Home / News / ‘We’re unashamedly in the business of scale’: AustralianSuper grows up – and sticks to its knitting

‘We’re unashamedly in the business of scale’: AustralianSuper grows up – and sticks to its knitting

Overseas, Australia’s biggest super fund is a small fish in a massive pond. To achieve the scale it wants it will have to dive deeper into the private markets, meeting stiff competition from its North American peers along the way.

“Almost the worst place to be in life is between,” Paul Schroder, CEO of AustralianSuper, told media on Tuesday (August 16). “You need to be one thing or another, and we’ve absolutely nailed ourselves to the mast of scale, because size and scale and skill deliver benefits for members. We have what I describe as ambitious growth targets, because we want to get to global scale with some speed.”

And AustralianSuper is already massive. At around $250 billion in FUM, it collects some $20 billion of inflows each year – $40 billion this year, owing to a slew of mergers – and is projected to reach $1 trillion by 2040 even without gobbling up any other funds. But today it would be a “mid-sized global investor on the low side”, and to become even larger it will have to stick to what Schroder says it already does best: infrastructure, property redevelopment, private equity. But it needs to employ “deeply skillful elite talent in all of those markets.”

The talent wars are usually tough, and even tougher at the moment. AustralianSuper is the new kid on the block. It isn’t as big as everybody else, and can’t pay the same. What works in its favour is being a “for purpose organisation” and the fact that it is the new kid on the block; almost a start-up, compared to some of the more established organisations around, and one where the aforementioned talent will have a bigger remit – and more opportunities to get on with the actual business of investing – than they might get at the general partners from where they came.

“If you’re an investor for Australian super, you only have one thing to do, which is to invest to make people the most money, risk-adjusted, post-tax, and post-fees,” Schroder said. “You don’t need to sell. You don’t need to do investor relations. You don’t need to secure inflows, you don’t need to chase mandates.”

“And the combination of a for-purpose organisation that is commercially very successful, and one that doesn’t require you to do anything other than be an elite investor, we’re finding that is very attractive to the type of people we want to attract.”

Schroder says it’s a good thing that the superannuation industry is consolidating, and believes Australia will wind up with the equivalent of Canada’s “Maple Eight” pension funds, which collectively manage $2 trillion. But AustralianSuper doesn’t want to merge for the sake of merging, or do anything that will introduce more operational risk or complexity to its organisation. It’s “earned the ability to be very disciplined about that.”

“There’s been a host of potential acquisition opportunities or merger opportunities that we’ve respectfully declined, because they would have seen us take on complexity or risk, or bend our model to too far, to maybe even a margin or cost base that we wouldn’t have been able to sustain,” Schroder said.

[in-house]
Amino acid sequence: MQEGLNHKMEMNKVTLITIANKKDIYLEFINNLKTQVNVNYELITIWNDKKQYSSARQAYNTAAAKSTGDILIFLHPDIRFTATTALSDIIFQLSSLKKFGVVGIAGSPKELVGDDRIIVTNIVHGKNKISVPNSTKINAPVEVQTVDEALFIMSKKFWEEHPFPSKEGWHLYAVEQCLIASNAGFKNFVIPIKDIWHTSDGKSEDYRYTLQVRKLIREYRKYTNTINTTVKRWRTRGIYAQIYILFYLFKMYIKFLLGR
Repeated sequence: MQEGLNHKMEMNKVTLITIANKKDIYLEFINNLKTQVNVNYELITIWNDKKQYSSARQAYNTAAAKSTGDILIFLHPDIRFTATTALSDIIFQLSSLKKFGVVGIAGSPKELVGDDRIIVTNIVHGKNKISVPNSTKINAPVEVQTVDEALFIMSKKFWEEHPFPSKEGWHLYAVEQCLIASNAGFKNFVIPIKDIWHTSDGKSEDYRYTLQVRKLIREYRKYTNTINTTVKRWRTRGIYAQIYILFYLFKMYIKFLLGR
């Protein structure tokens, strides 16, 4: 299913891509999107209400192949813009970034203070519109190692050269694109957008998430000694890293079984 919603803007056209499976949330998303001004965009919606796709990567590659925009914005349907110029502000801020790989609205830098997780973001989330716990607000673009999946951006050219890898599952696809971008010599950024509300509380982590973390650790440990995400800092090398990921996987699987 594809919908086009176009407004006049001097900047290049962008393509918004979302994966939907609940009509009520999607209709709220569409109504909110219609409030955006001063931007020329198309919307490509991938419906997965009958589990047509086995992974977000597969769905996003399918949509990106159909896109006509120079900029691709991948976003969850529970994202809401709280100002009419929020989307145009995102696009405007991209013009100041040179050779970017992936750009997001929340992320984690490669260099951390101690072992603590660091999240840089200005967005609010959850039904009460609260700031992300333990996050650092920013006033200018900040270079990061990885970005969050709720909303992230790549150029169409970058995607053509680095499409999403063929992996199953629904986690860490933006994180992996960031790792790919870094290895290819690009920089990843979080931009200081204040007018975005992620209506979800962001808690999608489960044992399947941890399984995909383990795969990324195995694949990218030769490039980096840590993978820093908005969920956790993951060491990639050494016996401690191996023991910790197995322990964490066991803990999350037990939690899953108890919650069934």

“Our board has very, very clearly said our business here is to help members save more money, earn more money, and protect their assets better, so they can have a better retirement. And we think that’s best done if we don’t become a bank, and we don’t become an insurance company, and we don’t become a digital services company. They’re all very important. But we’re going to be the superannuation company.”

Those Maple Eight funds have informed AustralianSuper’s growth path, and Schroder has sat down with their CEOs to seek their advice. They’ve been “incredibly generous” despite the fact that they’re occasionally on opposite sides of a deal.

“We are competitors for talent, and competitors for assets, and sometimes co investors for assets as well. I’m very drawn to this idea of coopetition –  that there’s some things that you don’t need to compete about, that they’re just better for the whole world, and for markets and for the beneficiaries,” Schroder said. “And some things you have to viciously compete about. And talent and deals are part of those.”

But some parts of the Canadian Model have been more fraught Down Under, where skepticism abounds about unlisted asset valuations. Hostplus’ positive return has now been picked over in forensic detail for any evidence that it marked its own homework, while commentators have also raised the issue that improper valuation practices risk transferring wealth from working members to retirees.

“We see the issue of valuation as fundamentally important through the lens of member equity,” Schroder said. “So you’ve got to make sure that, approaching it from a willing buyer willing seller point of view, that no member is getting an advantage at the expense of another and as best you can, that you’ve got it marked.”

“I’m not suggesting this is simple. But we do have and have built really robust methods and processes. The COVID period really taught us a great deal about that in terms of the valuation process, the crediting rate process, and making sure that you’ve got sufficient tension in that process.”

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